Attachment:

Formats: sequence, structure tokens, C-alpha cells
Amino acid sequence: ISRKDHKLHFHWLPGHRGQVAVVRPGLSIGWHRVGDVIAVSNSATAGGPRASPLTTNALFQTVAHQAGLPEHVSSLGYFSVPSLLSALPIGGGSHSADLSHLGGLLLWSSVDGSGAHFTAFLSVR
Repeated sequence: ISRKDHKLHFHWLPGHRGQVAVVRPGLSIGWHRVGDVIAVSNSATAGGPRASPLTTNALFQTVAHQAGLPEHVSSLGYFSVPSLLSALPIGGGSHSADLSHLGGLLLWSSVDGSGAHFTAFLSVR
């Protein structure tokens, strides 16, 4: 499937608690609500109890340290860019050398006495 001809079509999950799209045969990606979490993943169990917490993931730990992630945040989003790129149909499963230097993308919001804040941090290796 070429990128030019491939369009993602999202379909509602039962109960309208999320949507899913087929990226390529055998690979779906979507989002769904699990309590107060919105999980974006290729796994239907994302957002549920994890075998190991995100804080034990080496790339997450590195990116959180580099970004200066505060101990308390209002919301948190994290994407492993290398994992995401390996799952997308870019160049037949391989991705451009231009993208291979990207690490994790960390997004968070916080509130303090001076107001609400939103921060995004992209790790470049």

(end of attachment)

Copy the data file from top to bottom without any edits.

Formats: sequence, structure tokens, C-alpha cells
Amino acid sequence: ISRKDHKLHFHWLPGHRGQVAVVRPGLSIGWHRVGDVIAVSNSATAGGPRASPLTTNALFQTVAHQAGLPEHVSSLGYFSVPSLLSALPIGGGSHSADLSHLGGLLLWSSVDGSGAHFTAFLSVR
Repeated sequence: ISRKDHKLHFHWLPGHRGQVAVVRPGLSIGWHRVGDVIAVSNSATAGGPRASPLTTNALFQTVAHQAGLPEHVSSLGYFSVPSLLSALPIGGGSHSADLSHLGGLLLWSSVDGSGAHFTAFLSVR
């Protein structure tokens, strides 16, 4: 499937608690609500109890340290860019050398006495 001809079509999950799209045969990606979490993943169990917490993931730990992630945040989003790129149909499963230097993308919001804040941090290796 070429990128030019491939369009993602999202379909509602039962109960309208999320949507899913087929990226390529055998690979779906979507989002769904699990309590107060919105999980974006290729796994239907994302957002549920994890075998190991995100804080034990080496790339997450590195990116959180580099970004200066505060101990308390209002919301948190994290994407492993290398994992995401390996799952997308870019160049037949391989991705451009231009993208291979990207690490994790960390997004968070916080509130303090001076107001609400939103921060995004992209790790470049």